Dr. Green: Only he could have called us all the names he did and only provoke laughter in response. We took him seriously on some things, but at a certain point we knew the seriousness had vanished. I'll never forget hearing his voice shouting in the basement only to find a very pleasant conversation taking place when I turned the corner.
Dr. Brouwer: I thank God he was my advisor. He cared for me with a pastoral air, listened and advised without pressuring me. I'll forever think of him as a wise Teddy Bear.
Dr. Yelding: His perspective on many things was different and interesting. He saved our research project when the data seemed to be running amuck.
Profesor Moreau: To think that I wasn't even going to take an English class! I would have missed my (almost) all time favorite professor! Demanding but very human and caring, he made the two hours fly by and cranked the papers out of us before we ever knew we were working. Constructive criticism defined him. His wife's cookies and treats endeared the class and the professor to us even more. I'd write well just from knowing he'd receive the paper and that he believed in my writing capability.
Profesora Swain: She re-awakened the fire of Spanish in me (with the help of Reneé). She was a real teacher, instructing us with everything she had, forcing us to speak, using Spanish from the beginning of the class, giving us helpful tips and methods of remembering facts. She even investigated the differences between the words for "goat" just for me.
Professor Schmidt: I have to laugh whenever I think of her. She was more of a kid than we were. Always energetic and enthusiastic whether we were working out, or in lecture. When supervising the cardio and weight rooms she'd run up and down the stairs between the two, stopping to chat with each person or singing with the overhead music. I'd almost play sports just to have her as coach.
Dr. Richmond and College Chorus: I'm so very glad I took College Chorus even though it wasn't for credit. Dr. Richmond took us, no matter how inexperienced, and made us tick. He infused us with morale and by his very presence captured our attention and effort, focusing it to one goal. Somehow, he turned us into an vocal organism tuned entirely to the subtle motion of his hands and body. He also very deliberately explained the theological importance of certain song lines and insisted on proper "Queen's English" pronunciation.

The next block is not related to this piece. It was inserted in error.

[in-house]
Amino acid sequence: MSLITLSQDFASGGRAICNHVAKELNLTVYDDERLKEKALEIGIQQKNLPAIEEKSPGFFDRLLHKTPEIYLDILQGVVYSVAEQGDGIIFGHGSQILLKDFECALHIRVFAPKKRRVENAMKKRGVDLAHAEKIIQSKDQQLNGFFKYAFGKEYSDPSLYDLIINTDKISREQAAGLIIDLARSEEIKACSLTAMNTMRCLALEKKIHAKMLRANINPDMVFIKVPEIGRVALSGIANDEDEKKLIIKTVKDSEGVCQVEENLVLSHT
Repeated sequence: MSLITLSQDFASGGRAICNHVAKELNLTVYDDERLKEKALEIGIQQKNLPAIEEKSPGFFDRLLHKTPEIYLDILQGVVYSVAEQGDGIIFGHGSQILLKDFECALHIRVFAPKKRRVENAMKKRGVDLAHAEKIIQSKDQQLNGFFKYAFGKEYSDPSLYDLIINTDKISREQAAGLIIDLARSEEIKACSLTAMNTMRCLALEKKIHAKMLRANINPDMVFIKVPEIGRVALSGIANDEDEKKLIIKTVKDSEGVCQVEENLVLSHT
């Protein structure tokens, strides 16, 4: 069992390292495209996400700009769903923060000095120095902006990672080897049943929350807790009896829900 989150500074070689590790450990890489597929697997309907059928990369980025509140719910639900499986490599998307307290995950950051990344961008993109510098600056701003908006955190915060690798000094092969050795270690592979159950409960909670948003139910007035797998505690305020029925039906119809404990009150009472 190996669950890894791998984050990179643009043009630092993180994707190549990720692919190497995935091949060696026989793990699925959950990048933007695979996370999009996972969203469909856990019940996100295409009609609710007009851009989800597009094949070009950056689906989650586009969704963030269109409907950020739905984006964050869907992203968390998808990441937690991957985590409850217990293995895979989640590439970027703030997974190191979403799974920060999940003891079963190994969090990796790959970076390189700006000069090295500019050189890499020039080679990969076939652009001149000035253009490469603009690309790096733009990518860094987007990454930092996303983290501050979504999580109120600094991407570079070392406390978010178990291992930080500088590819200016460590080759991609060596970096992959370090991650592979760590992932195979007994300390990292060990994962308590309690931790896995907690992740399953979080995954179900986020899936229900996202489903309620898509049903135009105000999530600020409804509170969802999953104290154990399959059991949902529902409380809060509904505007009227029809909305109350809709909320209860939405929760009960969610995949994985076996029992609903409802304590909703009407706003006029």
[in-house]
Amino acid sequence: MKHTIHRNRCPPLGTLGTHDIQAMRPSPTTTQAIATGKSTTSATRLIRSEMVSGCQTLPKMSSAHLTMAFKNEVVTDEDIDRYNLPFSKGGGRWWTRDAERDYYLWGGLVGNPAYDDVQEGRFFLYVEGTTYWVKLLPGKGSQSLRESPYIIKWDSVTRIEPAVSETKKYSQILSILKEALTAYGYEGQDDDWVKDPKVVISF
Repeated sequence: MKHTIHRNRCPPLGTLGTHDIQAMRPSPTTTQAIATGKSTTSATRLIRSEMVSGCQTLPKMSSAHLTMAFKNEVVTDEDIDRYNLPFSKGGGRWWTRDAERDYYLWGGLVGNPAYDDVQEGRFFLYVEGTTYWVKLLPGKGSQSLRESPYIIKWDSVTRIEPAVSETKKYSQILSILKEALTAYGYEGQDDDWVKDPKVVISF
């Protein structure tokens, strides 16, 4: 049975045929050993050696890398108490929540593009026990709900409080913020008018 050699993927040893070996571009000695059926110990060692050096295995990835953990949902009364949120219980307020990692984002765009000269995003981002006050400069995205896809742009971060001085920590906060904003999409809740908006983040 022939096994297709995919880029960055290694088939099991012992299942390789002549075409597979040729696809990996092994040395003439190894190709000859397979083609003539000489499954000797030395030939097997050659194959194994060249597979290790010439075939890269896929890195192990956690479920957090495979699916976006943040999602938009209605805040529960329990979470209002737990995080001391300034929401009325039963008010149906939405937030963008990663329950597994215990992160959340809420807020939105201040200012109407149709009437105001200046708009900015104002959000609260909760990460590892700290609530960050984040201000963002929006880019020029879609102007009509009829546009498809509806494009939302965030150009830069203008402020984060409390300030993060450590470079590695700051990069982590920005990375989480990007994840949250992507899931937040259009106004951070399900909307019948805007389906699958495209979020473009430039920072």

I really grew to appreciate the warmth and friendliness that grew between the members of the Chorus as well.
My Community Placement: I enjoyed the interactions with the dear seniors there and I will miss the personal quirkiness of each one.
And finally, my dear, dear Orthodox Christian Fellowship:
Joanne: She's always been the quiet mover and organizer from the very first day. The shy, hungery one, eager to learn, warm and loving. I'd trust her with anything. Indeed she was the first person to know I was leaving Hope and she never breathed a word.
Alex: One of the non-othodox present from the beginning. Always quirky and theologically well read.
Andy: another non-orthodox friend of Alex. Quietly thinking lover of history. He always listens in silence, speaks with humility even though I'm sure he knows and thinks more than he says.
All the other students who passed through OCF on occasion: I'll miss their interesting questions, personalities, and input.
Christina: Ah, strong Othodox champion! She mothered me and I know that even if she dearly would like like me to convert to Orthodoxy, she always has open arms for me if I need to weep for a moment or just need to feel safe. She's challenged me to consider and weigh carefully history and dogma and I have taken her challenges seriously.
Father Steve: Perhaps I'll miss him most of all. A heart for his student learners and heart for the church and it's history. Not as eloquent as some, but what he had to say was always well worth listening too. Wrapped as much in kindness as in his black clerical garb, he explained theological implications of church history with an eye to his own Reformed origins as well as Orthodoxy. Gracious about my inattendance at Evening Prayer, he also used only Trinitarian prayer to close the Study portion of the evening. And the incense he lighted for Evening Prayer always brought images of Emmaus to my eyes as well as tears.
I'll miss the Othodox group and learning about Orthodoxy. Despite our disagreements, I felt ideologically safer and more relaxed with them than with the Evangelical Protestants.
I'll miss - strange as it sounds - the bathroom too. That's where most of the girls on my floor caught up on the doings of the day. I hope nobody where I am headed minds songs late at night in the shower. I'm so grateful my floor girls didn't. I'll always remember the shower head of my favorite stall that came apart and shot it's metal inside piece at me, spraying water every which way. And the Norovirus posters warning us to wash our hands. Ha!
I know I have forgotten someone somewhere. But I hope that these brief sketches will aid my memory in years to come. I would not forget the days I spent here. I must put them now to rest and pack up my possesions for the move tomorrow. Tonight I go to OCF one last time. Tomorrow I sign out and depart - perhaps for a life time, though I pray I shall be able to return to visit the friends I leave here.
Tomorrow, the tide retreats. Tomorrow the ink dries, the page turns.
What will this day be like? I wonder. What will my future be like? I wonder